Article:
Before freedom and choice, the workplace pensions landscape was considerably more predictable than it is today.
Employers who offered a defined benefit arrangement would pay their employees a scheme pension on their retirement. Those offering a defined contribution arrangement could expect employees to convert that pension into an annuity.
Employers and trustees were able to feel that when it came to their employees’ retirement that their responsibility largely related to the accumulation stage.
But all that changed in April 2015. Employees on the DC side can do just about anything
they want with their pension savings, once they have paid whatever income tax is due. And while DB remains solid and stable for those that stick with it, members are increasingly becoming aware of what they could get by transferring out.
So should employers and trustees be doing more to help their employees plan for and transition into their retirement? And is the range of statements, nudges and interventions that could be construed as advice so broad that providers, advisers, employers and trustees are retreating into their shells?
Malcolm McLean, a senior consultant at Barnett Waddingham and former chief executive of the Pensions Advisory Service says: “We have an entirely different ballgame now compared to what we had prior to the freedoms coming in. The key issue then was when you started your pension plan and how you were going to accumulate a decent pension at the end of it. That’s still important, but almost as important, if not more important now is the ‘at-retirement’ stage.
“Under the old system, things were fairly automatic, you’ve got a pension or you got an annuity and you hadn’t much choice about it. Now we’ve got to make all sorts of major decisions which ultimately will determine the level of income you have throughout your retirement. Therefore, it is an absolutely critical stage and we should give people the maximum help and advice that we can.”
There are some signs of regulatory action to narrow the choices on offer. It is becoming increasingly difficult for retail financial advisers to recommend and facilitate a transfer from a DB scheme, partly due to ongoing rule changes, and partly because professional indemnity insurers are concerned about future claims.
In addition, the FCA’s investment pathways, due to take effect from next summer, will give some direction to retirees and at the very least will mitigate against keeping retirement savings in cash for a prolonged period.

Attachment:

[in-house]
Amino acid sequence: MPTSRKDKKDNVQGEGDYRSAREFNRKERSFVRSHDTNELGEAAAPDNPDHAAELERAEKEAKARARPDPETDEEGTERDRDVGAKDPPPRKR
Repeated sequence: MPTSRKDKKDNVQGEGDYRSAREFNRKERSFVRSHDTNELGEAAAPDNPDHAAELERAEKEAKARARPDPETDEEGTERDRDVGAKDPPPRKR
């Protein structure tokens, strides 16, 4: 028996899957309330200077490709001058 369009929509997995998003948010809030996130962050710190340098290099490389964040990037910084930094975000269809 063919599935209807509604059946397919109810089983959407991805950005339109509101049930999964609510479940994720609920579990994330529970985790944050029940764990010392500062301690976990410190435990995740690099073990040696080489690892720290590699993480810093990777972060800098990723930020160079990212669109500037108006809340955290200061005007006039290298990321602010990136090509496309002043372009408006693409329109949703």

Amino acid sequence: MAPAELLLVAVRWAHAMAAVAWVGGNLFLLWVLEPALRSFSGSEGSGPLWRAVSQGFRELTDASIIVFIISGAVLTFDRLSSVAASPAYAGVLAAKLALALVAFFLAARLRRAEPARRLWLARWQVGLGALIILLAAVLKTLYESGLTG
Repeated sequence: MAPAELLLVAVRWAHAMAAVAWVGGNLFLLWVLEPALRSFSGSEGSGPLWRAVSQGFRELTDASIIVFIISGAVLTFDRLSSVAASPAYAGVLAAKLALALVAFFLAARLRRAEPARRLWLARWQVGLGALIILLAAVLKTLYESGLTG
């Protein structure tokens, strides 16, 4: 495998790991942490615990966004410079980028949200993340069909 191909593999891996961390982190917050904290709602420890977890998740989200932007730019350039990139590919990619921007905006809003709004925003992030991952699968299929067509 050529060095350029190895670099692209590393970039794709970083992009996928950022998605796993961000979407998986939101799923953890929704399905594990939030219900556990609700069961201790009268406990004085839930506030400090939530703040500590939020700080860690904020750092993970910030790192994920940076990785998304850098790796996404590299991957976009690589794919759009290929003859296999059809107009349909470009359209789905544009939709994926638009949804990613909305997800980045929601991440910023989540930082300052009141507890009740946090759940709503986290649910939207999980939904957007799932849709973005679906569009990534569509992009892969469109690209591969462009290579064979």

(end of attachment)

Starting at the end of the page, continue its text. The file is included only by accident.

McLean says: “The FCA established that many people are going into non-advised drawdown situations and just taking the tax-free cash and leaving the money, invested in cash potentially for the next 10 years. So, they ntervened in that
“The investment pathways are well intentioned, but I still think it is better for most people to get the benefit of financial advice or Pension Wise-style guidance to the maximum extent possible, and certainly, much more than previously was so.”
He says the pathways have “something to commend them” but he also sees pitfalls.
“The drawdown provider will have to be very careful they don’t get into a situation where they tip over into giving advice.
“We really have not got this sorted out, the difference between helping people, giving them information, giving them guidance or giving them advice. Many providers are quite wary about this. There are dangers this could go wrong with people saying I was pushed into this.”
Other challenges include the rising state pension age, which could undermine investment pathways in much the same way as it did for lifestyling in the past, when the shift into bonds and cash came too early.
McLean believes the whole andscape needs simplification rather than currently trying to look at every eventuality in detail, though he recognises that something needed to be done.
However, although these initiatives are clearly significant, corporate advisers and pension experts are worried there is no clear and settled view regarding what sort of help, guidance or advice employers should be providing, if they should be providing any at all. There is broader frustration at what might be best described as the current policy confusion which extends to reliefs and allowances and tax liabilities. Advisers warn against any assumption that the public can keep up with all this change.
Cavendish Ware associate director Roy McLoughlin still gets asked about having to buy annuities, because people have ‘heard their nan talking about it’, and believes the level of public knowledge of pension retirement options may be lower than we think.
He says there are too few IFAs, many of whom are targeting the top 5 per cent in terms of wealth. Meanwhile, with the commission and consultancy charging ban, incentives which saw some IFAs continue to advise many GPP clients have gone. At the same time, you have a large group of people who might well benefit from drawdown but are embarking on it without advice – a “hugely risky strategy”.
Hargreaves Lansdown head of retirement policy Tom McPhail says: “We’re not going to close the advice gap. I don’t see any immediate prospect that all of a sudden the industry is going to come up with some kind of clever tech solution that means all the millions of people coming up to retirement can access low cost advice in a way that they’ll engage with and pay for. That does not seem to be happening. We need to use guidance, information and other tools.”